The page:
The second day of FYF Fest 2016 began with the post-punk stylings of the band Preoccupations (formerly Viet Cong) and ended with captivating sets from LCD Soundsystem, Grace Jones, Blood Orange and Banks & Steelz.
Preoccupations began their show at the Lawn stage and it was a set that had only a small crowd in attendance. Luckily, for those who were fortunate enough to be there, they experienced the excitement and frenetic behavior of this group, who played with the fervor of a punk band playing at their first house party.
Julia Holter performed at the Club stage and brought an energy to the festival that not many in the audience were used to. Her obvious talent as a musician and composer (she has a degree in composition) provided a nice reprieve from the usual formulaic bands at festivals. The music performed by her accompanying band, which consisted of a violin, cello and standup bass, hung over the crowd as they watched Holter in reverence.
The fourth time performing as a group and the first time performing at a festival was the collaborative duo of Banks and Steelz. RZA from Wu-Tang Clan and Paul Banks from Interpol have established personas within their own musical genres, so for most in attendance to see these two perform together was a guessing game as to what their music might sound like. Once they both casually walked out, they settled into their new roles and meshed wonderfully together. The intensity of RZA’s rapping wafted over the audience, and when Banks would chime in he would slowly bring it back down. From the moment the played the song “Concealed” to the final verses of their single “Giant,” both Banks and RZA captivated the attention of the audience.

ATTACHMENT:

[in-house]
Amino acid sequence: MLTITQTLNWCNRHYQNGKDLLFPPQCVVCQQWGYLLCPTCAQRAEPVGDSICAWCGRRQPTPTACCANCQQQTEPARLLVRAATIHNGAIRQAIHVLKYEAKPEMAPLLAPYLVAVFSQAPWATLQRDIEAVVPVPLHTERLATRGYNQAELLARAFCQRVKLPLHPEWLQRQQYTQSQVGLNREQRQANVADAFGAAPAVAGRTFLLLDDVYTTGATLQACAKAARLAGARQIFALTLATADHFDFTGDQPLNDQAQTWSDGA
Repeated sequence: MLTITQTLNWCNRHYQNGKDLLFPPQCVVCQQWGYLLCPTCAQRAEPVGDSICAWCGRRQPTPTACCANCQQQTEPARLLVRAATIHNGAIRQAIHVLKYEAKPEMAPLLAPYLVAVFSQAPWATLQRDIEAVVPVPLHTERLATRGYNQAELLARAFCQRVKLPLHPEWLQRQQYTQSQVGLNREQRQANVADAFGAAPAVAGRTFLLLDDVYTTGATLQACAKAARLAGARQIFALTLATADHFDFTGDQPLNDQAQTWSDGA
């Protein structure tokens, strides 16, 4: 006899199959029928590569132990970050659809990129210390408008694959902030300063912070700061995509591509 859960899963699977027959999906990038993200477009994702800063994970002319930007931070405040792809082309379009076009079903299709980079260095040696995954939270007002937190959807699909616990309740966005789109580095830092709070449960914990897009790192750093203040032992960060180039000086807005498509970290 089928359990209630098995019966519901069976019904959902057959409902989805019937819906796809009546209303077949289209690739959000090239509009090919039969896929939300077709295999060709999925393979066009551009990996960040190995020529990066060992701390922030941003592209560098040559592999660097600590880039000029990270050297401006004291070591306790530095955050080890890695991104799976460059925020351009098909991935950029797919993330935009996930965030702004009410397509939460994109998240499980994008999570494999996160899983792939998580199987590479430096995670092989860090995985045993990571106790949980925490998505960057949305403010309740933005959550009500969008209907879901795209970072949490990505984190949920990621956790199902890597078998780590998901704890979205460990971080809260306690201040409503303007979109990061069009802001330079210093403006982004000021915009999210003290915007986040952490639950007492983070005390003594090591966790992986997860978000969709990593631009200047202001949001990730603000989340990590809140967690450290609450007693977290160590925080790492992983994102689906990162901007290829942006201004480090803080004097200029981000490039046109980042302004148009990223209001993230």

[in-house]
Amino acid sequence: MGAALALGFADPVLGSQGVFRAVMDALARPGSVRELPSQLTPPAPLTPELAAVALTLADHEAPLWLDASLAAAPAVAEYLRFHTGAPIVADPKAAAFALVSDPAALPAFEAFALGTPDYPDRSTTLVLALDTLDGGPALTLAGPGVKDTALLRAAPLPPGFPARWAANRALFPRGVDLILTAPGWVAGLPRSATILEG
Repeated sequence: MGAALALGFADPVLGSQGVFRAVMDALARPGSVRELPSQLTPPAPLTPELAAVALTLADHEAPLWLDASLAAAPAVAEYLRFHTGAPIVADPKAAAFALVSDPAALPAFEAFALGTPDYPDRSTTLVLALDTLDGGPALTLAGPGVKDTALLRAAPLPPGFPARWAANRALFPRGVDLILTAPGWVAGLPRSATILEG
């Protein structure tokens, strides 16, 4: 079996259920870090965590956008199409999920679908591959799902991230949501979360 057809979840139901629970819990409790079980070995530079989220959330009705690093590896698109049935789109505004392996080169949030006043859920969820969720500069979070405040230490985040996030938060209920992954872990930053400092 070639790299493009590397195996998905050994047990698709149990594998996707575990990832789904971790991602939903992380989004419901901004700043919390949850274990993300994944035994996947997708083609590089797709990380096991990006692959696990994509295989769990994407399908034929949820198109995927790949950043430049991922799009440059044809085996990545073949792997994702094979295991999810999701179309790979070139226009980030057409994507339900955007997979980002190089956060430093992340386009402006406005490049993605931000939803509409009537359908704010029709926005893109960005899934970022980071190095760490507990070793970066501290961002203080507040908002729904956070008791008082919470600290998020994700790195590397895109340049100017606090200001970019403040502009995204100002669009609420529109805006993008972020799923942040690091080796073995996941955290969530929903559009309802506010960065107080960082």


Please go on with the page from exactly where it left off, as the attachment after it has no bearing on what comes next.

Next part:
The day that Blood Orange does not play an outstanding set is the day that the world gives up hope for all that is good in this world. Thankfully, that was not today. Dev Hynes’s ability to craft beautiful funk/pop songs and perform them with exotic dance moves that most people only wish they were able to do, is the highlight of every Blood Orange performance. Not to mention, the openness he possesses in believing he can hand the reins to talented women is another cause for celebration. With appearances by Sky Ferreira, Empress Of and Nelly Furtado, each song made audience members wonder who might join him next. With this and the added benefit of having a more gender-neutral approach to his lyrics, Hynes created a universe that bent gender stereotypes and forced the listener to confront hard questions about race and identity.
Immediately afterwords was Charles Bradley’s set. To see a living legend like Bradley is a luxury at a music festival and, fortunately, most people picked up on that gift. After all of his years of touring and recording, he still sounds as good as he would have in his twenties. He wails and dances just as well as the youngest artist here, all while keeping the audience riveted with his distinct and charming persona.
“Okay friends, let’s try to carry on,” Joshua Tillman, frontman of Father John Misty, quipped after an anti-climatic exchange with a fan about Snapchat. What began as a set met with minor technical difficulties — the screen behind the stage continually flashed the message to download the new iOS update — and a sparse crowd, slowly gave way to every quirky Father John Misty fan’s dream. He opened with the song “Hollywood Forever Cemetery Sings” to loud applause. For the rest of his time on stage, he mostly played from the newer album I Love You, Honeybear, with a few songs from the first album Fear Fun peppered in. Despite his second album not quite living up to the first, he still managed to liven up the songs and keep fans of both records engaged.